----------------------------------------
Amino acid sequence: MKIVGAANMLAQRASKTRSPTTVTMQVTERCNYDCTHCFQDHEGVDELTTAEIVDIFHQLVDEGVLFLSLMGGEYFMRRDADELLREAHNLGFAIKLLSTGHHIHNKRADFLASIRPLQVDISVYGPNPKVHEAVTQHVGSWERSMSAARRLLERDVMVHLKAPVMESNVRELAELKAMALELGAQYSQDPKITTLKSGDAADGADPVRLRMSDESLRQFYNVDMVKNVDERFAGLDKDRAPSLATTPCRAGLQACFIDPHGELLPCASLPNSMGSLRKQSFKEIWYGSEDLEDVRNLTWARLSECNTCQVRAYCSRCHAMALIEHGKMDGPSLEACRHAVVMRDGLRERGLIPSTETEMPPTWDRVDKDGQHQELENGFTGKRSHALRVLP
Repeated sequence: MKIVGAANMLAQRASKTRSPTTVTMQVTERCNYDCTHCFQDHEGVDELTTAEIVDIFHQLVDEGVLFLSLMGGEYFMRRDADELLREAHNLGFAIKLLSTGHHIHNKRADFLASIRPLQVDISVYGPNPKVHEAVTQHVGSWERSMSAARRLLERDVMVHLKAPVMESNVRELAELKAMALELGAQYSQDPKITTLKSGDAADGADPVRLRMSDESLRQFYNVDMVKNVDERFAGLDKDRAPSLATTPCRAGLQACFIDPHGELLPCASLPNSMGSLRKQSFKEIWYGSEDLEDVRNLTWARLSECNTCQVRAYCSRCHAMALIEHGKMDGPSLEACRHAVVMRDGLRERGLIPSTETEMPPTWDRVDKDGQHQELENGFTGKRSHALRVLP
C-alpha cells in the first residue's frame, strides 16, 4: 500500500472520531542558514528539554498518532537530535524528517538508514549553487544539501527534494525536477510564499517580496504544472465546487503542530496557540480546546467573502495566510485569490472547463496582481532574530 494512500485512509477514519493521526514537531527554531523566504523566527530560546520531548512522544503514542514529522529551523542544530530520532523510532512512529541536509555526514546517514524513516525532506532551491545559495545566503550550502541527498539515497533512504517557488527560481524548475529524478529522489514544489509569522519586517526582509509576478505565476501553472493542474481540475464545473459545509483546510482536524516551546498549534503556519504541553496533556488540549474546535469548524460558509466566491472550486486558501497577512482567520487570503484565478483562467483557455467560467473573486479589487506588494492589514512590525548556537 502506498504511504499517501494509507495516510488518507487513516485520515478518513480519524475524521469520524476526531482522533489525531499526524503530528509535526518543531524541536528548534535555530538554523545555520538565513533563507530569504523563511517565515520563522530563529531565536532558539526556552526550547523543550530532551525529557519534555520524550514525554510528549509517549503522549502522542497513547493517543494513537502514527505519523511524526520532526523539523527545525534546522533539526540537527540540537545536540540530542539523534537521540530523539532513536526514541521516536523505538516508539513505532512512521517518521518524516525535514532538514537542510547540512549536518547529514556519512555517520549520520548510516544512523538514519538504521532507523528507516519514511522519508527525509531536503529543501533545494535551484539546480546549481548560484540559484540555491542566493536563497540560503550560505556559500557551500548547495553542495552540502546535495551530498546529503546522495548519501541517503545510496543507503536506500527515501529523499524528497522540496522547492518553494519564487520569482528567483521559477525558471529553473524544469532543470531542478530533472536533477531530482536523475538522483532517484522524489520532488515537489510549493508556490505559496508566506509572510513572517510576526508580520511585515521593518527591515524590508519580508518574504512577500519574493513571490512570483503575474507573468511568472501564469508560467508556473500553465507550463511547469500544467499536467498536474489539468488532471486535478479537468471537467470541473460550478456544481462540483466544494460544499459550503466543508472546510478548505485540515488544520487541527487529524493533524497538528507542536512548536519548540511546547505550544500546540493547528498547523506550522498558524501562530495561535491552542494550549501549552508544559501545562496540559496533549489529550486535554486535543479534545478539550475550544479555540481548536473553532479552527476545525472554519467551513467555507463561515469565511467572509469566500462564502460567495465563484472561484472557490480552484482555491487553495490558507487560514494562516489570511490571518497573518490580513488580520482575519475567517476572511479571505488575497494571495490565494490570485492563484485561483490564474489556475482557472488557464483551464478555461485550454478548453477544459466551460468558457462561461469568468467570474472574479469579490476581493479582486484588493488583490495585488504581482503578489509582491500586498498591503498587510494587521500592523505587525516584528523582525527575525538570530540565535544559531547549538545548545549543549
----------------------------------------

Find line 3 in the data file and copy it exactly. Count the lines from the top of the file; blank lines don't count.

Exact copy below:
C-alpha cells in the first residue's frame, strides 16, 4: 500500500472520531542558514528539554498518532537530535524528517538508514549553487544539501527534494525536477510564499517580496504544472465546487503542530496557540480546546467573502495566510485569490472547463496582481532574530 494512500485512509477514519493521526514537531527554531523566504523566527530560546520531548512522544503514542514529522529551523542544530530520532523510532512512529541536509555526514546517514524513516525532506532551491545559495545566503550550502541527498539515497533512504517557488527560481524548475529524478529522489514544489509569522519586517526582509509576478505565476501553472493542474481540475464545473459545509483546510482536524516551546498549534503556519504541553496533556488540549474546535469548524460558509466566491472550486486558501497577512482567520487570503484565478483562467483557455467560467473573486479589487506588494492589514512590525548556537 502506498504511504499517501494509507495516510488518507487513516485520515478518513480519524475524521469520524476526531482522533489525531499526524503530528509535526518543531524541536528548534535555530538554523545555520538565513533563507530569504523563511517565515520563522530563529531565536532558539526556552526550547523543550530532551525529557519534555520524550514525554510528549509517549503522549502522542497513547493517543494513537502514527505519523511524526520532526523539523527545525534546522533539526540537527540540537545536540540530542539523534537521540530523539532513536526514541521516536523505538516508539513505532512512521517518521518524516525535514532538514537542510547540512549536518547529514556519512555517520549520520548510516544512523538514519538504521532507523528507516519514511522519508527525509531536503529543501533545494535551484539546480546549481548560484540559484540555491542566493536563497540560503550560505556559500557551500548547495553542495552540502546535495551530498546529503546522495548519501541517503545510496543507503536506500527515501529523499524528497522540496522547492518553494519564487520569482528567483521559477525558471529553473524544469532543470531542478530533472536533477531530482536523475538522483532517484522524489520532488515537489510549493508556490505559496508566506509572510513572517510576526508580520511585515521593518527591515524590508519580508518574504512577500519574493513571490512570483503575474507573468511568472501564469508560467508556473500553465507550463511547469500544467499536467498536474489539468488532471486535478479537468471537467470541473460550478456544481462540483466544494460544499459550503466543508472546510478548505485540515488544520487541527487529524493533524497538528507542536512548536519548540511546547505550544500546540493547528498547523506550522498558524501562530495561535491552542494550549501549552508544559501545562496540559496533549489529550486535554486535543479534545478539550475550544479555540481548536473553532479552527476545525472554519467551513467555507463561515469565511467572509469566500462564502460567495465563484472561484472557490480552484482555491487553495490558507487560514494562516489570511490571518497573518490580513488580520482575519475567517476572511479571505488575497494571495490565494490570485492563484485561483490564474489556475482557472488557464483551464478555461485550454478548453477544459466551460468558457462561461469568468467570474472574479469579490476581493479582486484588493488583490495585488504581482503578489509582491500586498498591503498587510494587521500592523505587525516584528523582525527575525538570530540565535544559531547549538545548545549543549